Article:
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The New York Sun


L.A. Heads Left

July 22, 2003

By Steven Malanga

Frustrated in Washington, the left these days is increasingly pursuing its agenda locally, especially in municipalities where legislators are more favorably disposed to its agenda than in our nation’s capital. By scoring big victories in just a few important state capitals and in key cities, the left is reshaping the economic landscape for millions of Americans and imposing new costs and regulations on thousands of businesses.

Here in New York we’ve seen how a new, more liberal City Council elected in 2001 has become a wellspring of support for ultra-liberal, anti-business legislation, within the last year passing the most inclusive living wage bill in the country and the most restrictive legislation on record to rein in high-interest bank loans, among other actions.

But New York is not alone in this tilt. In California, the left is succeeding on an even grander scale, sparking fears among the state’s industries that California’s business environment is being deeply damaged by anti-competitive taxes, increasing regulation, and heavy government spending.

Businesses in Los Angeles, which lost around 34,000 private sector jobs last year, are struggling so badly that they’ve actually commissioned a poll to see how widespread the economic suffering is among city firms — and what’s causing it. Nearly a third of L.A.’s companies say that heavy government regulation has become the number one obstacle to economic growth in the area, while another quarter say steep taxes are the main thing holding back the economy, according to preliminary results from a survey by the Los Angeles Development Corp. The grumbling is especially loud from the area’s shrinking manufacturing and wholesaling companies. More than 40% cited heavy regulations and another 35% excessive taxes as the biggest barriers for businesses trying to grow.

The companies have lots to gripe about. The state’s economic environment is already considered inhospitable, ranking even lower than New York State’s as a desirable place to do business, according to a recent Tax Foundation study, which placed California next to last among the 50 states, while New York ranked seventh from the bottom. The study reports that California has some of the highest state business taxes in the nation, and workers’ compensation costs are soaring, up as much as 70% in one year for some firms. The state is hemorrhaging jobs — losing 375,000 since March 2001, when the economy turned south. Yet despite this already hostile business climate, state legislators, faced with a gaping $38 billion budget deficit, are considering yet more taxes and have done nothing about reforming workers’ compensation. L.A.’s business leaders hoped that the poll would dissuade state leaders from adding to firms’ heavy tax burden and pursue cost-saving reforms instead.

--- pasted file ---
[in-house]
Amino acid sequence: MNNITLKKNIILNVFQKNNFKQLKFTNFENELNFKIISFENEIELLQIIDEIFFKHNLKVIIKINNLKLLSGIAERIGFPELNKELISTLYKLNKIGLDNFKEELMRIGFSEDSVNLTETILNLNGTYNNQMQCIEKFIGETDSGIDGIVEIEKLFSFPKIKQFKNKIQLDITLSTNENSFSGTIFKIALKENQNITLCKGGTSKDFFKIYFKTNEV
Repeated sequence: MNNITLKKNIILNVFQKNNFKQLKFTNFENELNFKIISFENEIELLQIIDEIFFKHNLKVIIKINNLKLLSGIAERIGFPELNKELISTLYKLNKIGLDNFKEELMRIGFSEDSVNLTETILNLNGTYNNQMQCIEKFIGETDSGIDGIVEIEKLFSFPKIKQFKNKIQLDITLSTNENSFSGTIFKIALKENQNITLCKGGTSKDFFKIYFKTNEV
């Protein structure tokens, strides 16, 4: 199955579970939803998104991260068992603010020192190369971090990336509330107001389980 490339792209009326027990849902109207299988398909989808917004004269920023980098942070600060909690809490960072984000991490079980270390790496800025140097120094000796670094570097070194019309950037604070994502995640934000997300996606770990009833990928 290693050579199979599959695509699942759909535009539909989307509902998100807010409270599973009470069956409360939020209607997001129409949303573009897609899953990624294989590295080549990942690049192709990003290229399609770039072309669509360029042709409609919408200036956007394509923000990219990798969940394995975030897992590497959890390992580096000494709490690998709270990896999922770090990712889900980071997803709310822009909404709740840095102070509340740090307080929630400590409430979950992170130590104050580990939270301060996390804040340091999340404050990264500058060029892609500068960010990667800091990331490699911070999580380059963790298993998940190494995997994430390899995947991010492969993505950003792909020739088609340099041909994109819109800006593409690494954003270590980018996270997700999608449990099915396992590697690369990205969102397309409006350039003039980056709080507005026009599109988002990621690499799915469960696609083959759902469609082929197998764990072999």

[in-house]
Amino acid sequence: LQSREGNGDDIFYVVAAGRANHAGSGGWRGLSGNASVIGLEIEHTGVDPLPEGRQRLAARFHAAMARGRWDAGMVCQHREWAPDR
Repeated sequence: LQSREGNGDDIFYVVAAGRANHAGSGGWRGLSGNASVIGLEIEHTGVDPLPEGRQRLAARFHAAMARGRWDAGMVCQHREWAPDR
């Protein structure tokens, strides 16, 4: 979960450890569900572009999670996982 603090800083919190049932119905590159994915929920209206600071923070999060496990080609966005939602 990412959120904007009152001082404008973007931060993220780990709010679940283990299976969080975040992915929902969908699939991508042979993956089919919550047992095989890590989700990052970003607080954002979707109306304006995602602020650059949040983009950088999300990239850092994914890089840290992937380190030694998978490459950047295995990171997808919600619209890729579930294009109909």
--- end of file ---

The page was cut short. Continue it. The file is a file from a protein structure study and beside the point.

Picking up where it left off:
California’s tax-friendly state legislators are bad enough. But L.A. firms are facing a new threat, right on their doorstep. Over the last two years, L.A.’s local government has taken a turn left, with liberal James Hahn’s victory in the 2001 mayoral race and, more recently, the election of several ultra-liberals, including Hahn’s chief opponent in the 2001 race, Antonio Villaraigosa, to the L.A. City Council, giving that body more of a leftward tilt.

Like New York City, instead of fighting for L.A.’s reeling private sector, local politicians are making things much worse by cooking up a whole menu of new anti-business regulations. One proposal the City Council is considering, for example, forces builders to set aside up to 20% of any new private-sector housing construction for low- to moderate-income people. Also on the table: a law that sharply restricts the development within the city of big retailers like Wal-Mart. And progressives in the city are pushing for a law that requires any business planning a commercial development to file an onerous “community-impact report” with the city; city planners will then use the report to impose various intrusive, higherthan-state standards for jobs, wages, and community responsibilities on the firm before letting it build.

No wonder that L.A. businesses are getting so tetchy. Battered by state and city, pretty soon they may decide they’ve had enough. Sound familiar?

Original Source:



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